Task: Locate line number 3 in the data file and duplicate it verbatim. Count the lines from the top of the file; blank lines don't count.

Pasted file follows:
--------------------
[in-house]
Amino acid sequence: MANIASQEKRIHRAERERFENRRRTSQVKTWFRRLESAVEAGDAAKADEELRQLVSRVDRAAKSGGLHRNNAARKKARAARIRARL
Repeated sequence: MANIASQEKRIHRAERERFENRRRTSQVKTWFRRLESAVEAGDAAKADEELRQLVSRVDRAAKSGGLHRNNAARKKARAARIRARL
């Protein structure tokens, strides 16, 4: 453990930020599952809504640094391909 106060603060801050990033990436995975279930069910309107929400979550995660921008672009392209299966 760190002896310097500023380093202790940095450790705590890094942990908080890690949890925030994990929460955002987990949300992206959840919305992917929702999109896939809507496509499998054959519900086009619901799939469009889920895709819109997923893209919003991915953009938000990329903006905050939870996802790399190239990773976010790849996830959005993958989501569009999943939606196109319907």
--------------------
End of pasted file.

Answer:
Repeated sequence: MANIASQEKRIHRAERERFENRRRTSQVKTWFRRLESAVEAGDAAKADEELRQLVSRVDRAAKSGGLHRNNAARKKARAARIRARL